We’ve already covered how Medicaid benefits are structured–mandatory versus optional–and the partnership between the federal government and the states in administering the program. But did you know that states can apply to the Secretary of Health and Human Services to waive certain requirements of Medicaid? Medicaid has not always been successful at serving its diverse and medically-complex population, including eliminating barriers to access and quality care and an inadequate focus on long-term health outcomes. Thus, federal law gives the Secretary of HHS the authority to grant Section 1115 waivers, also known as “Demonstration Project” waivers. [“1115” is the section of the Social Security Act that outlines the purpose and scope of these waivers.]
Section 1115 waivers can be approved for experimental, pilot, and demonstration projects in a variety of health programs, but are used predominantly to grant states additional flexibility in the design and implementation of their Medicaid program. A 1115 waiver must promote the objectives of the Medicaid program, which includes serving the health and wellness of our nation’s vulnerable and low-income individuals and families.Once a state develops a waiver request (this might include the state legislature and/or state health agency depending on state law), it is submitted to CMS, the agency within HHS responsible for the Medicare and Medicaid programs. In accordance with administrative procedure, states must hold a public comment period for 1115 waivers before submission to CMS. CMS then evaluates each waiver request on a case-by-case basis to determine if it aligns with the objectives of Medicaid and how it will affect enrollees.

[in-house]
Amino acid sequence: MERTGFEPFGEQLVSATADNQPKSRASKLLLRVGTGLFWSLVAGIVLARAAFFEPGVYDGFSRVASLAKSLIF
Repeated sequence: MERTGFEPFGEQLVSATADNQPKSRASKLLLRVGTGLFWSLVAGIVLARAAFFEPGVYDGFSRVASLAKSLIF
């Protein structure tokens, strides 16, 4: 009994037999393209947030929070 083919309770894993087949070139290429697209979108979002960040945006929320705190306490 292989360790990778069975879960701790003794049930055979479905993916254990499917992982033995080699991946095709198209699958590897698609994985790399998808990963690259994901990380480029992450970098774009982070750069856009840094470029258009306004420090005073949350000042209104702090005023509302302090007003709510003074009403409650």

“Demonstration projects” must be budget neutral to the federal government, meaning it cannot cost more than it would to not implement the “demonstration project.” CMS and the state requesting the waiver often engage in negotiations and the waiver can eventually be approved or rejected in whole or in part. In general, 1115 waivers are approved for five years, with the possibility of a three to five year extension.
Over time, 1115 waivers have been used to implement a wide range of state and CMS priorities. The fantastic folks over at Families USA have detailed explanations of the various categories of 1115 waivers that are currently approved or in the approval process.
Image from KFF.